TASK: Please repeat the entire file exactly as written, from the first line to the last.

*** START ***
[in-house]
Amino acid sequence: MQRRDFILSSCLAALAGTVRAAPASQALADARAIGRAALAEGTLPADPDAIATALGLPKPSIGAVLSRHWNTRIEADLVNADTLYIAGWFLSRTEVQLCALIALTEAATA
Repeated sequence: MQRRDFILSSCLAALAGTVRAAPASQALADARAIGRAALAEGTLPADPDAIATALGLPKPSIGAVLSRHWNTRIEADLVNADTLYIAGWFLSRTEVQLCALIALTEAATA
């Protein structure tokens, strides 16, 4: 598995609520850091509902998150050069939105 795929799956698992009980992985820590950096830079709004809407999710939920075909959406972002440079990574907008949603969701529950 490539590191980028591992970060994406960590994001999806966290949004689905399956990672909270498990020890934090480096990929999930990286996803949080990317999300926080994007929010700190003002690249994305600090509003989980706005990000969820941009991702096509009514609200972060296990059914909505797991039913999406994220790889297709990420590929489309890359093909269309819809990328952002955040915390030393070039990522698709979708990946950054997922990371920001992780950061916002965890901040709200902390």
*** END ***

[in-house]
Amino acid sequence: MQRRDFILSSCLAALAGTVRAAPASQALADARAIGRAALAEGTLPADPDAIATALGLPKPSIGAVLSRHWNTRIEADLVNADTLYIAGWFLSRTEVQLCALIALTEAATA
Repeated sequence: MQRRDFILSSCLAALAGTVRAAPASQALADARAIGRAALAEGTLPADPDAIATALGLPKPSIGAVLSRHWNTRIEADLVNADTLYIAGWFLSRTEVQLCALIALTEAATA
């Protein structure tokens, strides 16, 4: 598995609520850091509902998150050069939105 795929799956698992009980992985820590950096830079709004809407999710939920075909959406972002440079990574907008949603969701529950 490539590191980028591992970060994406960590994001999806966290949004689905399956990672909270498990020890934090480096990929999930990286996803949080990317999300926080994007929010700190003002690249994305600090509003989980706005990000969820941009991702096509009514609200972060296990059914909505797991039913999406994220790889297709990420590929489309890359093909269309819809990328952002955040915390030393070039990522698709979708990946950054997922990371920001992780950061916002965890901040709200902390």